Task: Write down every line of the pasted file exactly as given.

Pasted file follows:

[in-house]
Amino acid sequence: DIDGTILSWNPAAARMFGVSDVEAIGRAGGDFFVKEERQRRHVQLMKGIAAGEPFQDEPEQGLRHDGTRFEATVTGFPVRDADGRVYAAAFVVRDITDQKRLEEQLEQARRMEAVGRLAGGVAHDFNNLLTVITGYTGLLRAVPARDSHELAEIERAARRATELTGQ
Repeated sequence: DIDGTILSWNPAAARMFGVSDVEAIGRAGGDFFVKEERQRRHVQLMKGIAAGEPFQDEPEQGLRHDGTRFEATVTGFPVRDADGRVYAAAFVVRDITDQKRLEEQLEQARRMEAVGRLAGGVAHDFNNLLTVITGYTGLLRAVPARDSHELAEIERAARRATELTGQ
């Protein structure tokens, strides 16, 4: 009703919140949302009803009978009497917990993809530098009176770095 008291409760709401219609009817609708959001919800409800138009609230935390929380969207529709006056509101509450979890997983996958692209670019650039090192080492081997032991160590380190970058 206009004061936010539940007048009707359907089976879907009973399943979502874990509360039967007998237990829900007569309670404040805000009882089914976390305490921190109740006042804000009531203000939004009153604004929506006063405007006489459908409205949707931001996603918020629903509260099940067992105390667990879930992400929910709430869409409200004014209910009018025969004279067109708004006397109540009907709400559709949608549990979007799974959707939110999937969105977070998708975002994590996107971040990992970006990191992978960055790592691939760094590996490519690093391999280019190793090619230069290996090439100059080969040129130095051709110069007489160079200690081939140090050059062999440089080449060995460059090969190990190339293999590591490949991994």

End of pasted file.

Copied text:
[in-house]
Amino acid sequence: DIDGTILSWNPAAARMFGVSDVEAIGRAGGDFFVKEERQRRHVQLMKGIAAGEPFQDEPEQGLRHDGTRFEATVTGFPVRDADGRVYAAAFVVRDITDQKRLEEQLEQARRMEAVGRLAGGVAHDFNNLLTVITGYTGLLRAVPARDSHELAEIERAARRATELTGQ
Repeated sequence: DIDGTILSWNPAAARMFGVSDVEAIGRAGGDFFVKEERQRRHVQLMKGIAAGEPFQDEPEQGLRHDGTRFEATVTGFPVRDADGRVYAAAFVVRDITDQKRLEEQLEQARRMEAVGRLAGGVAHDFNNLLTVITGYTGLLRAVPARDSHELAEIERAARRATELTGQ
């Protein structure tokens, strides 16, 4: 009703919140949302009803009978009497917990993809530098009176770095 008291409760709401219609009817609708959001919800409800138009609230935390929380969207529709006056509101509450979890997983996958692209670019650039090192080492081997032991160590380190970058 206009004061936010539940007048009707359907089976879907009973399943979502874990509360039967007998237990829900007569309670404040805000009882089914976390305490921190109740006042804000009531203000939004009153604004929506006063405007006489459908409205949707931001996603918020629903509260099940067992105390667990879930992400929910709430869409409200004014209910009018025969004279067109708004006397109540009907709400559709949608549990979007799974959707939110999937969105977070998708975002994590996107971040990992970006990191992978960055790592691939760094590996490519690093391999280019190793090619230069290996090439100059080969040129130095051709110069007489160079200690081939140090050059062999440089080449060995460059090969190990190339293999590591490949991994």